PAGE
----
web access, it’s everything. – Well, I’m gonna actually try to, I’m gonna answer a
question that you asked, but an additional part, just real brief. Make sure we all have the foundations. So all the, Tori, you
mentioned Aaron had an accident somewhere potentially after high school. So Aaron’s a bit unique. But just to let everyone know, most likely, individuals
coming into higher education, if they’re using a
technology, most likely, they’ve been using that
technology in a K-12 environment. And in that environment,
there’s lots of different things we can talk about, that’s
not the point I wanna make. It’s really critical though,
that as these individuals transition into higher education,
that the IHE and the K-12, through the individual, through
the individual’s family, the support system, are
interacting so that that transition with the technology is done very well. And if done well, it
can be very effective, so that individual coming into the IHE, coming into the demands of the IHE, those considerations for the technology they’ve been using have been reconsidered to make sure that that
technology is accessible the way Aaron mentioned, in terms of labs and things of that nature,
as well as still consistent with the demands of what
they’re about to do. Let’s say going from a
face to face to an online would be one consideration. But done well, those individuals, it can be somewhat seamless. – And I think, Shawn
brings up a good point. I’ve worked with a lot of
students over my career who have transitioned
directly from high school into college and who have a
really good transition plan. And they’ve been connected with our state voc rehab office before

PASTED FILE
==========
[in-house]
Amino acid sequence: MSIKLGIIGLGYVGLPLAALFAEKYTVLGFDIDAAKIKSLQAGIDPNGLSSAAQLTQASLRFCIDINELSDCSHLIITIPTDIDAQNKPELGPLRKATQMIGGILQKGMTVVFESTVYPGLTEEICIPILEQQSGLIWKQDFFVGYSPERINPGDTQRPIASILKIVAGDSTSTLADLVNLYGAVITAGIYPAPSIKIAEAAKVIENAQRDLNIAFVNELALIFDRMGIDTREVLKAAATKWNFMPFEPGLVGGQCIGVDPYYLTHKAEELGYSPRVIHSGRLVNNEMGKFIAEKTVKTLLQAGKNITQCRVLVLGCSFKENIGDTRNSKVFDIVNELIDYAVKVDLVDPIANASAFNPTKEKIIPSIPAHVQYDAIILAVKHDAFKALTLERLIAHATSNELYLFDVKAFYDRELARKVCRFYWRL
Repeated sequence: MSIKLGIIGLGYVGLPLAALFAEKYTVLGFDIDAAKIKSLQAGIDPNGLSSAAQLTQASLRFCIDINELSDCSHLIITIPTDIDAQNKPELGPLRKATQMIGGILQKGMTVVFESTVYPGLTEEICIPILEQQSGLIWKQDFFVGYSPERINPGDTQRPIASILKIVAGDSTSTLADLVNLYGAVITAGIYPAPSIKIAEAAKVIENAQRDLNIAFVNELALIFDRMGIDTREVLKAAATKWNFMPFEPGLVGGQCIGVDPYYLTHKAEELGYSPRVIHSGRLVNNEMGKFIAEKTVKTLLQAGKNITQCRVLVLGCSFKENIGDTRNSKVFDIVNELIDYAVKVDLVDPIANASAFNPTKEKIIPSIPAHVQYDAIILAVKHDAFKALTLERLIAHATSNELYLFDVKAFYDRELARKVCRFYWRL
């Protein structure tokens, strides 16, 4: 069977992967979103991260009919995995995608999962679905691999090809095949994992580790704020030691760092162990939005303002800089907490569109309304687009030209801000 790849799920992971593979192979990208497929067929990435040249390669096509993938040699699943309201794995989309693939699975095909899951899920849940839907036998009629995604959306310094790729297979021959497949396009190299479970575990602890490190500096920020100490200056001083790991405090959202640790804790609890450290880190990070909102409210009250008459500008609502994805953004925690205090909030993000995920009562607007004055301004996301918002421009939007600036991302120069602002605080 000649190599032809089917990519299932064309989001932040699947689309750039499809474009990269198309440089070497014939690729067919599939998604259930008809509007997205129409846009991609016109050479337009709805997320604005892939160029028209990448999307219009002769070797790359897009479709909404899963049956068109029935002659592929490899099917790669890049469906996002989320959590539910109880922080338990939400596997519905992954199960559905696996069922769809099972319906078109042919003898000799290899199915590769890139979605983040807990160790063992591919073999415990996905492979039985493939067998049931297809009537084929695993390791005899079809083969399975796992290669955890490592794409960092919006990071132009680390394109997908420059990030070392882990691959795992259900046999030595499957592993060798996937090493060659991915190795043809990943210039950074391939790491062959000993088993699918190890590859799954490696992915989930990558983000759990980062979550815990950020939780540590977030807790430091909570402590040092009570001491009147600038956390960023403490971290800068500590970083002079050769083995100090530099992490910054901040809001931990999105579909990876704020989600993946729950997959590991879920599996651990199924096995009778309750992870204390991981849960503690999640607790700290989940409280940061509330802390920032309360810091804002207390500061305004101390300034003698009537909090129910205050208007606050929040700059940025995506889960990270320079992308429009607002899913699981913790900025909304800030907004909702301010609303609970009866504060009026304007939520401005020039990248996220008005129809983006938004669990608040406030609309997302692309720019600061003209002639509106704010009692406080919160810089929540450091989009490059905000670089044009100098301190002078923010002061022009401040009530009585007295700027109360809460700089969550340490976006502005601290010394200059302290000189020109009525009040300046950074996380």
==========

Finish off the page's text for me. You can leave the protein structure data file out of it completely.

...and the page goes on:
they go to college. And for a lot of our students, the technology that our students are using for their personal use come
from state voc rehab agencies. Because they have the funding
to be able to do that. So if a student needs something to be able to get their homework
done, most often, you know, they’re going to be
working with voc rehab. They’re going to purchase it
for the student’s personal use, and it is our responsibility to look at, you know, campus facilities to make sure that those are accessible. So what do we put in our
campus computer labs? We need to ensure that
those are accessible to students as well. Here’s the wrinkle that
happens with online learning that I don’t think a lot of folks realize. You know, your online courses,
I’m venturing to guess, based on my experience
at various institutions, tend to attract older
students who have been out of school for a lot longer. And like Aaron, likely
have acquired a disability since their last formal schooling. Those students don’t know about voc rehab. Those students also may not
qualify for voc rehab support, because voc rehab support,
note, I’m using the shortened, when I say voc rehab, but it stands for vocational rehabilitation. Which means that there’s
an assessment done at each one of the state
vocational rehabilitation agencies to determine what is,
you know, at what level is the student employable. The vocational rehab does
not care whether or not the student gets a college degree. They want that student in a job. They call their students their consumers. And their funding is
based on whether or not that individual is employed or not, and what level of employment
is based on an assessment. So I’ve worked with a lot
of students over the years who come to us because
vocational rehab said that they’re not going
to support college study because they could get
a job that would match their skill set with what
their disability presents as. And that’s not what the student wants. And so therefore there’s a conflict then, because the voc rehab